The Record

Monday - Friday, noon - 1:00 p.m. on KUOW

Most show segments are available online and as podcasts by 5 p.m. the day that they air.

Sound of the Day: What interesting sound do you hear throughout the day? Record 30 seconds and send it to us, along with the story behind it. Email it to record@kuow.org with “Sound of the Day” in the subject line.

Ways To Connect

Flickr Photo/Tayla Lyell (CC BY-NC-ND)

Ross Reynolds talks with Geekwire's Todd Bishop about the Northwest tech industry and how the updates to Microsoft's Windows Phone 8.1 will impact its place in the growing smartphone market.

Flickr Photo/torbakhopper (CC BY-NC-ND)

Ross Reynolds talks with Taylor Hoang, owner of the Pho Cyclo Cafe, about the minimum wage debate in Seattle.

As an immigrant business owner, Hoang is in favor of a proposal that would implement a much lower minimum wage. The proposal would raise the minimum wage to $10.35 and gradually increase to $15 over the next 10 years.

Flickr Photo/Tax Credits (CC BY-NC-ND)

Marcie Sillman talks with Seattle Times economics columnist Jon Talton about the growing income gap between CEOs and workers.

Courtesy of the University of Washington

Ross Reynolds talks with Robert Lowery, vice president of the Missing Children Division at the National Center for Missing and Exploited Children, about the new automated age-progression software developed at the University of Washington.

AP Photo/Ted S. Warren

Marcie Sillman talks with Brian Smith, communications director at the Washington State Liquor Control Board, about the process for the state's retail pot license lottery happening this week.

Flickr Photo/James Wang (CC BY-NC-ND)

Ross Reynolds talks with Todd Myers, environmental director of the Washington Policy Center, about how conservative values align with the environmental movement. 

Why Some Buildings Aren't Ready For 'The Big One'

Apr 21, 2014
Flickr Photo/Richard Walker (CC BY-NC-ND)

When disaster strikes, architects and engineers see their best laid plans put to the test.

When the Nisqually Earthquake struck in 2001, home repair expert Roger Faris was at the Phinney Neighborhood Center celebrating the retrofit of the former school lunchroom.

Steve Scher recently met with Faris and engineer Dan Say to point out the work that was done to reinforce the old school building. They say there are still hundreds of un-reinforced masonry buildings at risk if and when the next earthquake hits.

Flickr Photo/Adam Brandejs

How is biotechnology changing our pets, our livestock and other wild things? Ross Reynolds talks with Emily Anthes, the author of "Frankenstein’s Cat: Cuddling up to Biotech’s Brave New Beasts," about how biotech will change our pets and livestock.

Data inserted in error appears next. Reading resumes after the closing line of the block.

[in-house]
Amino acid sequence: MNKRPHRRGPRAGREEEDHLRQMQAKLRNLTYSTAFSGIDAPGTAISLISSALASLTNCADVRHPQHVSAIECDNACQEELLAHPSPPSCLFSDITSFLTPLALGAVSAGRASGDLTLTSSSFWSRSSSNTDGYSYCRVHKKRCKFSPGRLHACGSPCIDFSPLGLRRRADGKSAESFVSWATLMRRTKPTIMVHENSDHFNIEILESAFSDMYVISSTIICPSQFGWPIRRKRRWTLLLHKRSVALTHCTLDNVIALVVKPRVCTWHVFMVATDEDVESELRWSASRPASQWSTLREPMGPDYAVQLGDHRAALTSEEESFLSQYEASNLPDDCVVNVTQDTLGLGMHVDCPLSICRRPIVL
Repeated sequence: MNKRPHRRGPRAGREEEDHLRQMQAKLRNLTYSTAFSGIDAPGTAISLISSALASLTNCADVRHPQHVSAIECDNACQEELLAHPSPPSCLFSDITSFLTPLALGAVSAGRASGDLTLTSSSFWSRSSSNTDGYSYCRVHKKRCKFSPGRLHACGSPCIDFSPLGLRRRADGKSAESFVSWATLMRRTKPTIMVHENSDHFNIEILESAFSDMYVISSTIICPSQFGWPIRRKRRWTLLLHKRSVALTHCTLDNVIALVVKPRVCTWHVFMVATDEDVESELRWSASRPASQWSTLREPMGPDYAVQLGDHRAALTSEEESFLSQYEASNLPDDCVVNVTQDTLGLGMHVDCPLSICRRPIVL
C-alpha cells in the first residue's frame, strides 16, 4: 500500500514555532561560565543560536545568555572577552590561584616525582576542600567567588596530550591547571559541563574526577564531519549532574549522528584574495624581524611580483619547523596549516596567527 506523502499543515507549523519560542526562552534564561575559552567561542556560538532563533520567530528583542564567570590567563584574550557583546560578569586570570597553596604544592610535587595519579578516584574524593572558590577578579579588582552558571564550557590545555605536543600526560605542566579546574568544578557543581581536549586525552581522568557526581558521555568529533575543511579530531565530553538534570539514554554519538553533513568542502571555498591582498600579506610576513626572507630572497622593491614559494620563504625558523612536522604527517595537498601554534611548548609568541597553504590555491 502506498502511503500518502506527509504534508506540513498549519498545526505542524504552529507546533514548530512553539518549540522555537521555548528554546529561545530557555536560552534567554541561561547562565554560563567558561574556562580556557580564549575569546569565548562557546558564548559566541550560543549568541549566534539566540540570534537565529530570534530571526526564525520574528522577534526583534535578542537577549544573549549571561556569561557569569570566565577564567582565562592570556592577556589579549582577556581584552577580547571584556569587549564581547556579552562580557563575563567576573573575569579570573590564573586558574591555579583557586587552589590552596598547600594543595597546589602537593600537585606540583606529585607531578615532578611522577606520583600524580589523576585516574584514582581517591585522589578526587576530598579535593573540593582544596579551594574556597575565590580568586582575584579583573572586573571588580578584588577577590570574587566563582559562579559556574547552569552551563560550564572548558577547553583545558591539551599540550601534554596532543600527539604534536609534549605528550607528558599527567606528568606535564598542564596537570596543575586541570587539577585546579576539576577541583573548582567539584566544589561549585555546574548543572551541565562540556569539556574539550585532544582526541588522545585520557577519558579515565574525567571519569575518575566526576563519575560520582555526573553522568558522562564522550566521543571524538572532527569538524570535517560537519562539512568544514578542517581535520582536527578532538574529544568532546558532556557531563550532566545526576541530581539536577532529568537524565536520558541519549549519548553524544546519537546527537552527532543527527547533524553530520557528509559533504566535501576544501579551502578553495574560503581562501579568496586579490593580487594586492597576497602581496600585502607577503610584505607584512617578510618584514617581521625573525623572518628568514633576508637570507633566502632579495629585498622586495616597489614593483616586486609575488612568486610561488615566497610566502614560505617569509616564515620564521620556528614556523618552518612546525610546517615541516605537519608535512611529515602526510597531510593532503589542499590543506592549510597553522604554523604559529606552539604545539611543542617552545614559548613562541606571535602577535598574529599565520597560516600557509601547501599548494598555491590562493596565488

This interview originally aired on March 14, 2013.

Flickr Photo/Richard Walker (CC BY-NC-ND)

Moments before the magnitude-7.2 earthquake struck central and southern Mexico, people received a text message warning on their phones.

Ross Reynolds talks with John Vidale, Washington state seismologist and UW professor, about the challenges to predicting earthquakes.

Flickr Photo/VeloBusDriver (CC BY-NC-ND)

Ross Reynolds speaks with Josh Brower, member of the Seattle Planning Commission, about how the transit focus might affect his neighborhood in Beacon Hill.

The transit focus is one of the three planning alternatives being considered for Seattle 2035.

Exploring World War I Books With Nancy Pearl

Apr 18, 2014
Clockwise: Margaret MacMillan’s “The War That Ended Peace,” Max Brooks’ “The Harlem Hellfighters,” James Carl Nelson’s “Five Lieutenants,” and Siegfried Sassoon’s “Memoirs of an Infantry Officer.”

World War I began 100 years ago this June. A century later, the Great War is still generating interest among scholars, writers and readers.

Steve Scher and librarian Nancy Pearl meet up at the University Bookstore, in front of a display of new and old books about the war to end all wars.

David Hyde talks with Seattle City Councilmember Nick Licata about why he's pushing for better enforcement of labor standards in Seattle.

William Easterly's new book, "The Tyranny of Experts."

David Hyde talks with New York University Professor William Easterly about his new book, "The Tyranny of Experts: Economists, Dictators and the Forgotten Rights of the Poor."

AP Photo/Jim Bourg

Steve Scher talks with Columbia University Professor Stephen Sestanovich about today's meeting between U.S., Ukrainian, EU and Russian officials in Geneva. Sestanovich also discusses what President Vladimir Putin's strategy might be in his involvement in Ukraine.

AP Photo, Western Washington University

Ross Reynolds talks with Western Washington University President Dr. Bruce Shepard about his concerns for the lack of diversity at Western and other schools across the country.

In a recent convocation speech, Shepard sparked a debate over his statement: "If we are as white in 10 years as we are today, Western will have failed as a university."

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